Material preparation should concentrate on water, food, medical and trauma supplies, flashlights and batteries, and redundant backup copies of all important personal and legal documents, including physical copies of all important phone numbers. General guidelines below.

  • Food: high calorie, energy dense, shelf stable products, either canned or bagged. Minimal prep required is a plus. Do not forget pet food if you have a pet.
  • Water: a good guideline is one gallon per person, per day. Expect to shelter in place immediately after an event for at least 72 hours, and probably longer.
  • Medical: a basic first aid kit and additional trauma supplies. Add somewhat more preference for additional burn treatments. Include potassium iodide pills; these pills stop uptake of radioactive iodide by the thyroid gland, and are effective at preventing thyroid cancer. These are a preventative, not a cure. Do not forget any critical medication. If refrigeration is required you must have provisions in place for a cooler or ice chest.
  • Protective Gear: disposable gloves and dust-masks or respirators of appropriate rating.
  • Flashlights: stock plenty of batteries. Expect total loss of power for the foreseeable future.
  • Emergency Crank Radio: this type of radio is expected to survive the effects of an EMP. Will be crucial to tune into instructions from responding agencies about severity of aftermath and safety procedures, and does not rely on batteries. Note that radio communications may be atmospherically disrupted after a blast, or equipment may be damaged or destroyed far from ground zero due to the EMP effect.
  • Clothes: a change of clothes can allow you to ditch contaminated clothing for a fresh pair.
  • Documents: anything that you do own that survives the blast may be unrecoverable due to fallout contamination. Have copies of everything important on a flashdrive and on paper as a backup. Expect that you will be able to retrieve nothing from anywhere else. Items to include are things like social security cards, driver’s licenses, car titles, deeds, birth certificates, diplomas and degrees, emergency numbers and other phone contacts.
  • Sanitation: if stashing supplies in a known location. Five gallon bucket with lid, heavy contractor bags, saw dust or quick lime, feminine hygiene products, toilet paper, wet wipes, powder.

Keep a general readiness kit with you at all times! You may have a window of opportunity to seek shelter if warned of an impending strike early enough. A BOB or INCH kit should be in every one of your vehicles. If you have to take shelter hastily, the contents of either could be all that you have for several days.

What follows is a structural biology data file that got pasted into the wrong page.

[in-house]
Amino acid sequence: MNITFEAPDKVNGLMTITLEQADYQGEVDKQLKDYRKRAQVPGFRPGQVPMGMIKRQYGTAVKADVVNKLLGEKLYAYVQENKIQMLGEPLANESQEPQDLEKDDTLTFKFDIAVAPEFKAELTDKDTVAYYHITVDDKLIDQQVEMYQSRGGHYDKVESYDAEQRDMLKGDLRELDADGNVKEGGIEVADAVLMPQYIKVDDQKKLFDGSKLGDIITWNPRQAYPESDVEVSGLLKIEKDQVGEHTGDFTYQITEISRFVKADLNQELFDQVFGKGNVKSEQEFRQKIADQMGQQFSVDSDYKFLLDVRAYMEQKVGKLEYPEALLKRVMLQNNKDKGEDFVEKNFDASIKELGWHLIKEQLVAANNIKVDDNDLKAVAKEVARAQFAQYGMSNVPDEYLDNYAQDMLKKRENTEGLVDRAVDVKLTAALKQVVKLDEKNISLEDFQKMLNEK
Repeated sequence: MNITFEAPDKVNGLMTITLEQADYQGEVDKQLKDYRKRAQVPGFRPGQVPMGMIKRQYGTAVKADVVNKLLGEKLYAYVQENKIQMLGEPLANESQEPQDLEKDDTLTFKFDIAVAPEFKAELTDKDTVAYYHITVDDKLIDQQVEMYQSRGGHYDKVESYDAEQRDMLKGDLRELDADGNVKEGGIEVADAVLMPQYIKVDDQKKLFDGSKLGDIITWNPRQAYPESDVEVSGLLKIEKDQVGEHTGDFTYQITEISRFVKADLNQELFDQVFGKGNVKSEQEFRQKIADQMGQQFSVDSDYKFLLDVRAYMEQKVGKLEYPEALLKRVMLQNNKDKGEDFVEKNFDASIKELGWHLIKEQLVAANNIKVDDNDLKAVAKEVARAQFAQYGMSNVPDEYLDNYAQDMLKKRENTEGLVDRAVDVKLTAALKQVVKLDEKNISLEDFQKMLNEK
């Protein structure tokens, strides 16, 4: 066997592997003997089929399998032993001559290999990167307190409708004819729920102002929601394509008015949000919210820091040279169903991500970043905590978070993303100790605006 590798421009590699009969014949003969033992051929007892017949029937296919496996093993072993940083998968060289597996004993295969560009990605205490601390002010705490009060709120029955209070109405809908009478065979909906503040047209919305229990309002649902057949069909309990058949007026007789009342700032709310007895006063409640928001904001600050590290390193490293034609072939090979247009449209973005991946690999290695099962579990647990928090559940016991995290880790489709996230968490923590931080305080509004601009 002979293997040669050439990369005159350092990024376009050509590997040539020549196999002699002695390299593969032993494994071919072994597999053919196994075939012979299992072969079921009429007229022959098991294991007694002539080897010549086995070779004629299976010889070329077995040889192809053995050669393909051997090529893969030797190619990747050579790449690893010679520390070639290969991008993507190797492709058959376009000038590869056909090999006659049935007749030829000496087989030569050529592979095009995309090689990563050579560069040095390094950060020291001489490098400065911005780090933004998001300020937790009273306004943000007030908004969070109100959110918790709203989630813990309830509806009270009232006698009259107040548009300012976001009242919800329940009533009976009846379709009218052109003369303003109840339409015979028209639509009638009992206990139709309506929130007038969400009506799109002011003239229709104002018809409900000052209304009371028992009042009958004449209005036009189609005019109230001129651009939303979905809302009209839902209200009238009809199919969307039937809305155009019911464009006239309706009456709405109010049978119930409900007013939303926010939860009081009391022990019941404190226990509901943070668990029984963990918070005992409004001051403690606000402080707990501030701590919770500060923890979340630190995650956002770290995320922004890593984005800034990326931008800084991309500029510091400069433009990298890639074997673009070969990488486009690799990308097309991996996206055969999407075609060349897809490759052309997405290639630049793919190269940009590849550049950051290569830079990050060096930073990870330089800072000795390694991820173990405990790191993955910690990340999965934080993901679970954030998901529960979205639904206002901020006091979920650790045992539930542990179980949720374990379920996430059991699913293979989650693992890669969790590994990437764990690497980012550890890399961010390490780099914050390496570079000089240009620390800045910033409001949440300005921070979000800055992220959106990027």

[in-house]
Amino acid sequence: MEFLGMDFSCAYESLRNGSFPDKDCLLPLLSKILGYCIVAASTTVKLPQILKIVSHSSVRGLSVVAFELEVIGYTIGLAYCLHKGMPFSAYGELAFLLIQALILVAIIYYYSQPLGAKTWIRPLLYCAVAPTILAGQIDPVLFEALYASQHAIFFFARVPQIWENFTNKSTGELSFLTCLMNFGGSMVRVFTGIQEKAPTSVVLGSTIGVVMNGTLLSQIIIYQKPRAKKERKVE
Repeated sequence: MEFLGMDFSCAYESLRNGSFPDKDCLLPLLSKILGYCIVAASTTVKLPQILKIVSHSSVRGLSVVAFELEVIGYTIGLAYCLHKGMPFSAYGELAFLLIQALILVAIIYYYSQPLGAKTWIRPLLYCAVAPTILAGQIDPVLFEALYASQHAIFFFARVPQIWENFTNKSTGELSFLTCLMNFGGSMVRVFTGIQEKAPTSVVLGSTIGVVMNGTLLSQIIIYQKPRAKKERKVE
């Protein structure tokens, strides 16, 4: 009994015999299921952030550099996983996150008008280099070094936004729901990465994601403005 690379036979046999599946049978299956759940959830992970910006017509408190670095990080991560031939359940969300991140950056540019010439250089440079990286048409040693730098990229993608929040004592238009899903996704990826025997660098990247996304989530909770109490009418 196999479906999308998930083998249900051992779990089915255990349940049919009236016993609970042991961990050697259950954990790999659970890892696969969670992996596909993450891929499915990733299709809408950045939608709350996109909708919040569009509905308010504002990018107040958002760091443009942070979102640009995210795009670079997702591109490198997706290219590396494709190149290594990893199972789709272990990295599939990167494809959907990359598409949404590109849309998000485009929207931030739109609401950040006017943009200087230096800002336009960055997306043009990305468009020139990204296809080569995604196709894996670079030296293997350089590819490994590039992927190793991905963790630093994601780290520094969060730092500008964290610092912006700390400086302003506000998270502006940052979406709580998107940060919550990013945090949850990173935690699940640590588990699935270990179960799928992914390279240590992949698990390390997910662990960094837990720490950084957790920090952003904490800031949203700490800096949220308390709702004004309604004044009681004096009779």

Advance prep work should focus on identifying shelter and cover locations around places you frequent in your town or city, like home, school, work, etc., or installing shelter locations at home or work, resources and time permitting. Pay attention to your surroundings while you commute.

Remember: mass attenuates radiation! More mass between yourself and the fallout is best. There may be an adequate structure to protect you every few blocks. Any building, especially one with a basement, is better than being in your vehicle or in the open. If resources permit, you may wish to install a subterranean shelter in your home or on your property.

Consider your locale: major population centers will be priority targets in a nuclear exchange, as will military bases, defense industry manufacturing centers and certain infrastructure hubs. If you live in or near one of these locations, you will need to be doubly prepared to act quickly in order to survive. Understand that a larger weapon detonating in close proximity is considered non-survivable. If that is a risk you are not willing to take you must consider moving.

The government rates the suitability of a room in a structure to protect occupants from nuclear radiation with a rating known as Protection Factor.  The ideal shelter location is one in a large concrete building, either at the center of the structure or an underground room with no exterior subsurface access point. Structures made from concrete or brick are best. Wood, or light metal structures offer very little protection from radiation. Vehicles offer little to no protection from radiation. See the following diagram for details.

building protection factors

Attack Imminent, Pre-Detonation

If you are warned of an imminent strike in your area, you may have only a few minutes to seek shelter, but these few minutes are sufficient to save your life. Get inside the nearest structure, taking all family members and pets with you. Heavier, stronger materials are desirable. Such a building with a basement or multiple sublevels is best. Move away from windows. DO NOT look for any flash or cloud; you’ll know it when it happens, and the flash can temporarily or permanently blind you.